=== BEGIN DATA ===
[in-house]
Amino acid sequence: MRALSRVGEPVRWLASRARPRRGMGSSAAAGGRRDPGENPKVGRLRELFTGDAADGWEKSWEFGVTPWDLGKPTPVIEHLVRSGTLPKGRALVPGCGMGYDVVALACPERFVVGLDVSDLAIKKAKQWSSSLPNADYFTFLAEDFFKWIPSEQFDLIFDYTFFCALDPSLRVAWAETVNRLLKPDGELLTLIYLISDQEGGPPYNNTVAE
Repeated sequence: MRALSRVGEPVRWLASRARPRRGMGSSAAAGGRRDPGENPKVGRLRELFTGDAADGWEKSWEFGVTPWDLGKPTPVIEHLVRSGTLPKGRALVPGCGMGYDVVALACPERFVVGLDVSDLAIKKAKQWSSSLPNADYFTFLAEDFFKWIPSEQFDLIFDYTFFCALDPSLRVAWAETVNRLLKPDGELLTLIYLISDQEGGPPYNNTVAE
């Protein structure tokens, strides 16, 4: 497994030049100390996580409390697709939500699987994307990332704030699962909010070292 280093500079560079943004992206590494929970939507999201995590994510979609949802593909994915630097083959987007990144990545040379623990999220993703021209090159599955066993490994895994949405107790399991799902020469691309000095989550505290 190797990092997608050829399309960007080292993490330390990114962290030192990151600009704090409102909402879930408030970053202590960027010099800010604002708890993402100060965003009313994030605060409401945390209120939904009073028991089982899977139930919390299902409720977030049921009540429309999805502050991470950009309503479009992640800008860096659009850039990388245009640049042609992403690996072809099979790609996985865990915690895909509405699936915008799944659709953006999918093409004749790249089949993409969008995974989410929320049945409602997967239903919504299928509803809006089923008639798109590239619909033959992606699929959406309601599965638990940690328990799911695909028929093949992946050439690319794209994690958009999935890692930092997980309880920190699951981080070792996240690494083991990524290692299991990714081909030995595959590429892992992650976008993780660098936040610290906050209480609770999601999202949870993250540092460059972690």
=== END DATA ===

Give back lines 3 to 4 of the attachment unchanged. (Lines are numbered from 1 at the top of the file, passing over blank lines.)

Repeated sequence: MRALSRVGEPVRWLASRARPRRGMGSSAAAGGRRDPGENPKVGRLRELFTGDAADGWEKSWEFGVTPWDLGKPTPVIEHLVRSGTLPKGRALVPGCGMGYDVVALACPERFVVGLDVSDLAIKKAKQWSSSLPNADYFTFLAEDFFKWIPSEQFDLIFDYTFFCALDPSLRVAWAETVNRLLKPDGELLTLIYLISDQEGGPPYNNTVAE
């Protein structure tokens, strides 16, 4: 497994030049100390996580409390697709939500699987994307990332704030699962909010070292 280093500079560079943004992206590494929970939507999201995590994510979609949802593909994915630097083959987007990144990545040379623990999220993703021209090159599955066993490994895994949405107790399991799902020469691309000095989550505290 190797990092997608050829399309960007080292993490330390990114962290030192990151600009704090409102909402879930408030970053202590960027010099800010604002708890993402100060965003009313994030605060409401945390209120939904009073028991089982899977139930919390299902409720977030049921009540429309999805502050991470950009309503479009992640800008860096659009850039990388245009640049042609992403690996072809099979790609996985865990915690895909509405699936915008799944659709953006999918093409004749790249089949993409969008995974989410929320049945409602997967239903919504299928509803809006089923008639798109590239619909033959992606699929959406309601599965638990940690328990799911695909028929093949992946050439690319794209994690958009999935890692930092997980309880920190699951981080070792996240690494083991990524290692299991990714081909030995595959590429892992992650976008993780660098936040610290906050209480609770999601999202949870993250540092460059972690």